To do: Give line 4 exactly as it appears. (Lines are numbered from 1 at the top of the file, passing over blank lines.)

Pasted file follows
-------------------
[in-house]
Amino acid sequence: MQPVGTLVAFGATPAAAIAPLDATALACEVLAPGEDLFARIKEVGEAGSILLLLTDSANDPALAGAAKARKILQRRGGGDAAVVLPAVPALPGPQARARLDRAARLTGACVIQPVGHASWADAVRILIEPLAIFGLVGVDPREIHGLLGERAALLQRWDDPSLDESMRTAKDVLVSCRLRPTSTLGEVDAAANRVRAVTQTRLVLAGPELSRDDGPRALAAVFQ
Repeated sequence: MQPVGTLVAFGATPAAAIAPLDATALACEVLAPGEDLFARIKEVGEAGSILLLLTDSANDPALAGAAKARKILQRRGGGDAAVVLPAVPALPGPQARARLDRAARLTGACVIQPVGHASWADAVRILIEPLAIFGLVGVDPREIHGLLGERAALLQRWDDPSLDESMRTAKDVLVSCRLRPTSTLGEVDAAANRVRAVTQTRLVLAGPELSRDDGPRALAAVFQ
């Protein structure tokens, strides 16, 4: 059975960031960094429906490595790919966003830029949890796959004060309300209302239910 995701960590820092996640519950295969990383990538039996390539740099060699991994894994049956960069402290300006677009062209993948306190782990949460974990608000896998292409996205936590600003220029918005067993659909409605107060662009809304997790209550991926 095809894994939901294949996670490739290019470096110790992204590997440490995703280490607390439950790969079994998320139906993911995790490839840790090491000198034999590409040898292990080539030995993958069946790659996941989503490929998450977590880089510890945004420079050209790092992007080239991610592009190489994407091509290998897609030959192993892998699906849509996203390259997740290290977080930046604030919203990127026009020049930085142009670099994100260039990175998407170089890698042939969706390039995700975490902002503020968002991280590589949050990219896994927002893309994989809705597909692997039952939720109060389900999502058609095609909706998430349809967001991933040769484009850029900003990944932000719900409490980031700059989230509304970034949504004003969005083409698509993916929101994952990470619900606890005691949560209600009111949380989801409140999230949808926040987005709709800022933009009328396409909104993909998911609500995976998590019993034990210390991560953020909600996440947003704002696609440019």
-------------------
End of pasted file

């Protein structure tokens, strides 16, 4: 059975960031960094429906490595790919966003830029949890796959004060309300209302239910 995701960590820092996640519950295969990383990538039996390539740099060699991994894994049956960069402290300006677009062209993948306190782990949460974990608000896998292409996205936590600003220029918005067993659909409605107060662009809304997790209550991926 095809894994939901294949996670490739290019470096110790992204590997440490995703280490607390439950790969079994998320139906993911995790490839840790090491000198034999590409040898292990080539030995993958069946790659996941989503490929998450977590880089510890945004420079050209790092992007080239991610592009190489994407091509290998897609030959192993892998699906849509996203390259997740290290977080930046604030919203990127026009020049930085142009670099994100260039990175998407170089890698042939969706390039995700975490902002503020968002991280590589949050990219896994927002893309994989809705597909692997039952939720109060389900999502058609095609909706998430349809967001991933040769484009850029900003990944932000719900409490980031700059989230509304970034949504004003969005083409698509993916929101994952990470619900606890005691949560209600009111949380989801409140999230949808926040987005709709800022933009009328396409909104993909998911609500995976998590019993034990210390991560953020909600996440947003704002696609440019």